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Mother Nature prompts early corn harvest

Mother Nature prompts early corn harvest
Mother Nature prompts early corn harvest | Corn Harvest, Weakley County Ag Extension Agent Jeff Lannom
HARVEST TIME – Jon Ed Powers and his crew on Powers Farms in rural Weakley County have put in many days and nights bringing grain to the market as corn producers and equipment have flooded the fields the past two weeks getting a jump on the earlier than typical corn harvest.

Local farmers have been busy the last two weeks getting their grain to market, and that schedule is earlier than usual.
“Corn harvests are moving right along at a rapid pace due to the extreme heat during the growing season,” Weakley County Ag Extension Agent Jeff Lannom explained.
“This is one of the earlier harvests that I can remember for our area,” Lannom added.
Farmers took advantage of prime planting conditions in early spring, but Mother Nature was not so forgiving when she flooded much of the lower county farmlands in Weakley County in May.
“Normally, corn producers begin harvesting in September. With the wet May and dry, hot summer, the corn plants matured earlier than normal. The lack of rainfall and high daytime as well nighttime temperatures created the need to harvest sooner,” Lannom explained.
Thus far, with more than 40 percent of the corn harvested, the average bushel range per acre of grain is from 70 to 170 bushels.
“Some areas are below what we normally have for the county. Typically, we average 130 bushels per acre. That’s across the county. We should know within the next few weeks once the corn harvesting is complete,” Lannom added.
The ag extension agent said growing conditions were less optimal compared to last year, as this summer remained dry and hot. He said the northern half of the county – west of Martin to north of Martin, and east of Dresden – experienced drier conditions than other parts of the county.
Until the last three weeks, parts of Palmersville, Sharon, Sidonia and Greenfield experienced better growing conditions.
“Soybeans are the crops that are suffering right now. Three weeks ago, when the weather was hot and dry, the beans were at a critical pod field stage. Some plants have already moved toward maturity. That’s at least a good month earlier than normal. Those that were planted later, obviously will mature later. Those crops could benefit from a good rain right now,” Lannom said.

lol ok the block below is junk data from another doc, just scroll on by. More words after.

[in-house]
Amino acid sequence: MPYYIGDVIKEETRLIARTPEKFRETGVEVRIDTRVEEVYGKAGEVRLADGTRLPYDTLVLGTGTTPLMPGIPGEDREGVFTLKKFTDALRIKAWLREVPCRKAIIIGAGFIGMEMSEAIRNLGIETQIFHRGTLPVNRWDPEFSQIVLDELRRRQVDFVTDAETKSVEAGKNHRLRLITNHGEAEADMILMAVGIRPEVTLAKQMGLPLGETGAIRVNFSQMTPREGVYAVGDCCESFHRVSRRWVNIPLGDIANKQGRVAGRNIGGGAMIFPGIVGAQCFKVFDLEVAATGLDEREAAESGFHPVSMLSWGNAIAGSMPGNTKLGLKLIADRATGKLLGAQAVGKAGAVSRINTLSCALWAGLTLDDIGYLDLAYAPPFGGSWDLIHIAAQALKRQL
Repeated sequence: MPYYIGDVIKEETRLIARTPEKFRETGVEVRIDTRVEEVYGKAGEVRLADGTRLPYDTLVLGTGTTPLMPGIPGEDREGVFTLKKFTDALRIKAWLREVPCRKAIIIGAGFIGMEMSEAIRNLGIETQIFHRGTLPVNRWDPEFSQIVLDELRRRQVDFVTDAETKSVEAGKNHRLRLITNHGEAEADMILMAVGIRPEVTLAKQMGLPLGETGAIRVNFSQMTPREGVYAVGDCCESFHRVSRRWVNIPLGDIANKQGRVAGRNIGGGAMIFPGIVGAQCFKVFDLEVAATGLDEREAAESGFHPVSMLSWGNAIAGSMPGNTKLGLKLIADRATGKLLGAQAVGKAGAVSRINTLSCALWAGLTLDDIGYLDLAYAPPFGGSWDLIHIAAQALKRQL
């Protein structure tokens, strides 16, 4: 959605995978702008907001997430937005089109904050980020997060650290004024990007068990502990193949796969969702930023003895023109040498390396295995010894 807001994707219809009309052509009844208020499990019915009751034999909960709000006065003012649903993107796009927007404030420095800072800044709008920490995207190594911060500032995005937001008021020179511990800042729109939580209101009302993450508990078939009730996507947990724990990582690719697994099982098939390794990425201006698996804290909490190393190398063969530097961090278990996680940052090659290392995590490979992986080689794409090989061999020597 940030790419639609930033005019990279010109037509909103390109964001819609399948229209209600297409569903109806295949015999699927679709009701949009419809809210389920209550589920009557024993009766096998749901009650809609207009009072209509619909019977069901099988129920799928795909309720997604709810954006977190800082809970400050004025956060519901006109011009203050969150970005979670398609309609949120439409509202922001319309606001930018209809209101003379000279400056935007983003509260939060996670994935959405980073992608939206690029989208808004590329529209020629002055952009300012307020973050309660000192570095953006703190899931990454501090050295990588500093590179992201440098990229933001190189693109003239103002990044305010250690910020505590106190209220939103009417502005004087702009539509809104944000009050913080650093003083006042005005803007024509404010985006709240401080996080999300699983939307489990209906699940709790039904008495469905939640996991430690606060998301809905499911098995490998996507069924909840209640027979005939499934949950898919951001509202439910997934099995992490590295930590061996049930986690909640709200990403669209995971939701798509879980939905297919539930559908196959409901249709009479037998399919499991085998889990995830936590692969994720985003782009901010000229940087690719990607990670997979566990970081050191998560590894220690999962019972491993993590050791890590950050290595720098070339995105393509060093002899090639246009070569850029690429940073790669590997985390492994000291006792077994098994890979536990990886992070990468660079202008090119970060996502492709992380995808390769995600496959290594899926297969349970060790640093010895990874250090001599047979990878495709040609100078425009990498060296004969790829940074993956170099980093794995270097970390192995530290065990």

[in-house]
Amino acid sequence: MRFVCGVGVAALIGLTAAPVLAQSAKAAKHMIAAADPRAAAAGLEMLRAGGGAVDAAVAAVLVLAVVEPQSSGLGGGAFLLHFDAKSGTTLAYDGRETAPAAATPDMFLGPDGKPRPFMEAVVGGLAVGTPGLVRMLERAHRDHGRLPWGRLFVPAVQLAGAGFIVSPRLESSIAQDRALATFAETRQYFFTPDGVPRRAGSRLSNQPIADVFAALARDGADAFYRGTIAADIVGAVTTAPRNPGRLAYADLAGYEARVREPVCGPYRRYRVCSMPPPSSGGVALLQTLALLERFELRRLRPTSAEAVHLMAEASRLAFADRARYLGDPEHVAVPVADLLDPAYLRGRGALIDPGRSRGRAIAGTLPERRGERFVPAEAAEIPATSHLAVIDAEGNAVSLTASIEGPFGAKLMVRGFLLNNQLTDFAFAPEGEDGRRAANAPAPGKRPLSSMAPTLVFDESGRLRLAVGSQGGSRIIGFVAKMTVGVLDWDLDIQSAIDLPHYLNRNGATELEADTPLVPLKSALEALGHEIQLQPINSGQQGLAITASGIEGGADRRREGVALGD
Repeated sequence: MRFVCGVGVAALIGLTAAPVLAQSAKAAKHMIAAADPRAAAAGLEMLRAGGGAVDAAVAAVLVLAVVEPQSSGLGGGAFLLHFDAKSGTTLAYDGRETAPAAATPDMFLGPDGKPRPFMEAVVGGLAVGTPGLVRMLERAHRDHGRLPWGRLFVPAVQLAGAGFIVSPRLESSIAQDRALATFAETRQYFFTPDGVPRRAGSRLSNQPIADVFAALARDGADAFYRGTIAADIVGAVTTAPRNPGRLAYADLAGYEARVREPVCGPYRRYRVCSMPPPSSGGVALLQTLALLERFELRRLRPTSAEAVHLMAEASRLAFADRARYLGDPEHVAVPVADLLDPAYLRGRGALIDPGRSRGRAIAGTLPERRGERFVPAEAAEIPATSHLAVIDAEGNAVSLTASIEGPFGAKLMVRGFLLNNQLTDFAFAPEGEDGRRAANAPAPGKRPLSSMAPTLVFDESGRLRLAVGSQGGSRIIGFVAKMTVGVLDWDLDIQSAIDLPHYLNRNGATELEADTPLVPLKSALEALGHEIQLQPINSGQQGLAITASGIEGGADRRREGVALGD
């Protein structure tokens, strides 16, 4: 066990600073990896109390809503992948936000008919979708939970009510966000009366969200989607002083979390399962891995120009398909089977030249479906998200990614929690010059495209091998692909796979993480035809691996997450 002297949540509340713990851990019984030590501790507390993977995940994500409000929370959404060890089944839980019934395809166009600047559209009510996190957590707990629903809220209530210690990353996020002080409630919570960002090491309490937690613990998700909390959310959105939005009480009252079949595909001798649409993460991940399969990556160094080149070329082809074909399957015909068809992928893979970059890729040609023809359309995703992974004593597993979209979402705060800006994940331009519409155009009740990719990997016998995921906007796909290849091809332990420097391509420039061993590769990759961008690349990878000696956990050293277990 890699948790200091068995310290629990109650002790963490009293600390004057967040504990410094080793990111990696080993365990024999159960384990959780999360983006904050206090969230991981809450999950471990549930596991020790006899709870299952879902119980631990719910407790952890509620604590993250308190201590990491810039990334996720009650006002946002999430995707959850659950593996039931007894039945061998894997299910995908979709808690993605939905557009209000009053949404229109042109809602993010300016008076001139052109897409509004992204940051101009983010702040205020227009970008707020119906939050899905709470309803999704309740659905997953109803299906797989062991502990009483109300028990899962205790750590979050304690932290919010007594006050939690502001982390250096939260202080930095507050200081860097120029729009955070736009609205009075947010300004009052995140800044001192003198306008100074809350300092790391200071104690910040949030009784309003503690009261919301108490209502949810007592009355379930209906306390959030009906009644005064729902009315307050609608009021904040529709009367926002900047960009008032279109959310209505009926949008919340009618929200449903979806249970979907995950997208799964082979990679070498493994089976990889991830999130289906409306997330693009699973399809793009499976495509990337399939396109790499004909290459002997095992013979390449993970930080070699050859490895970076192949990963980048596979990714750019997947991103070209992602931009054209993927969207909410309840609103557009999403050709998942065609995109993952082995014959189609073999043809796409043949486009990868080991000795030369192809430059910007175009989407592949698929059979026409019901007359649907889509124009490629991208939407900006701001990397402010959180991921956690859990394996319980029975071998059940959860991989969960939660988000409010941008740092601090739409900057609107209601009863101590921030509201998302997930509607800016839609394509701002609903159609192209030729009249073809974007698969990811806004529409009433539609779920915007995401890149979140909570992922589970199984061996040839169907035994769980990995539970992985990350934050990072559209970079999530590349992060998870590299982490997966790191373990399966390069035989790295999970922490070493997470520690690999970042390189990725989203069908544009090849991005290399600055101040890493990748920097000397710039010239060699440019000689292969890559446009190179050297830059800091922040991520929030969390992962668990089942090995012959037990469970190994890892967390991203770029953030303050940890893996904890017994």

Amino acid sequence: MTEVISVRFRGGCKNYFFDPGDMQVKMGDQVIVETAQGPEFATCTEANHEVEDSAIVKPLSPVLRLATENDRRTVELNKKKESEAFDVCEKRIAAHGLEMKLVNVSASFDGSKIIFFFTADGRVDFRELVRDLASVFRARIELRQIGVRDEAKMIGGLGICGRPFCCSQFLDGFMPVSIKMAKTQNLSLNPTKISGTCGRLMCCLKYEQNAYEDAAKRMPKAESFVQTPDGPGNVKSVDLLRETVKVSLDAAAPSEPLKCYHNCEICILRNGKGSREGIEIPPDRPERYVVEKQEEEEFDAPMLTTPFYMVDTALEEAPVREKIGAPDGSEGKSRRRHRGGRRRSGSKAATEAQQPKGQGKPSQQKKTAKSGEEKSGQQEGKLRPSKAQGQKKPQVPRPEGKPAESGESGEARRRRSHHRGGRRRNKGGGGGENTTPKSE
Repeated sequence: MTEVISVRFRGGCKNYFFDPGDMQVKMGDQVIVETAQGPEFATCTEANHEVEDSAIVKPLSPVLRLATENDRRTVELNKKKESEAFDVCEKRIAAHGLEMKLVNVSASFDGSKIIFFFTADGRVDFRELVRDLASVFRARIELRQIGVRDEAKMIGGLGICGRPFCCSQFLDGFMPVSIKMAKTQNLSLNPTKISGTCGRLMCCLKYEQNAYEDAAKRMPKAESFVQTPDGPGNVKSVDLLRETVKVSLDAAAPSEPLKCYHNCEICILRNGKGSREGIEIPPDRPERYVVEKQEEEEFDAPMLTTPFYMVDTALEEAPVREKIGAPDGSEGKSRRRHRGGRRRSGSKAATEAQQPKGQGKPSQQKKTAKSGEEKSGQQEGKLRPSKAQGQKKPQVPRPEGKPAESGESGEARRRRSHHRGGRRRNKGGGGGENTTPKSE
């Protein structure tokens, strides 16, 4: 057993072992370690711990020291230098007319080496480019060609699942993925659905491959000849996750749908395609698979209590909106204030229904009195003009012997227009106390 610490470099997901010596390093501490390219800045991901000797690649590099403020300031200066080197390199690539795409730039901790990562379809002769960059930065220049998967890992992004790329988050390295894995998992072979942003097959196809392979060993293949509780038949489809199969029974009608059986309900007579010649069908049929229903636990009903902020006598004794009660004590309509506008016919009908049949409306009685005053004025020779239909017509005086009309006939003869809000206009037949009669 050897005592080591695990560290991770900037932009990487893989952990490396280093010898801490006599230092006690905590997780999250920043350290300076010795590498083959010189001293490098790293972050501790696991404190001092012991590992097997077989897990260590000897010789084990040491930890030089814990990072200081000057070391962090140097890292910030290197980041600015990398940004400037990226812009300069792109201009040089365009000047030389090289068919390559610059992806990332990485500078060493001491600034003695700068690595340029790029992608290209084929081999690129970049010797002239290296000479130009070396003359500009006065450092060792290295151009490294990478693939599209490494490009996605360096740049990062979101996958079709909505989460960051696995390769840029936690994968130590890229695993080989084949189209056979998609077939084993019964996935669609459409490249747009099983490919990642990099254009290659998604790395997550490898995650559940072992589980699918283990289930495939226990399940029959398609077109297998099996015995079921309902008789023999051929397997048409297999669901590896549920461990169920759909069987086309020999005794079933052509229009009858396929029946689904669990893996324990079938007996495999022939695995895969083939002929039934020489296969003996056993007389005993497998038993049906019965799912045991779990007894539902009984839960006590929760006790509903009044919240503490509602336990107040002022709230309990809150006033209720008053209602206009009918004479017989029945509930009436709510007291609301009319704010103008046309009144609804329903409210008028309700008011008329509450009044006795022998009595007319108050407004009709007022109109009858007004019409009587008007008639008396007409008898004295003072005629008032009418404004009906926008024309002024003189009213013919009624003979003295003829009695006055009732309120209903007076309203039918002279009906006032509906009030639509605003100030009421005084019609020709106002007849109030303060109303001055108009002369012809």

Soybeans in Weakley County typically come to harvest around the latter part of September, according to the ag extension agent. As plants begin to mature and die before expected, the result is smaller seed size or fewer seed per pod.
The end result to the producer is a lower yield which means lower income.
With growing conditions not so prime for producers, the prices seem just right, according to John Pritchett of Southern Milling in Martin.
“I personally don’t ask producers how yields are going. From a personal survey, we’re seeing from 130 to 170 bushels per acre. That is better than we expected,” Pritchett noted.
Once a producer carries his grain to the mill, he/she has several options.
“Their first choice is they can sell the grain to me. Right now the price of corn is $4-plus or minus 10 cents and soybeans are $10-plus or minus 10 cents,” Pritchett said.
Producers can also store their grain at Southern Milling, while the company carries the insurance and bring it to market at a later date.
“Something that is good for producers right now that we didn’t see 10 years ago is the market for corn with ethanol,” Pritchett added.
Each growing season brings with it new challenges for agricultural producers. Time will tell how Weakley County fared overall with the production of grain as the corn harvesting comes to a close to make way for soybean harvests.
Lannom did urge caution to local motorists to be mindful of ag equipment heading to and from fields this time of year.
WCP 8.31.10

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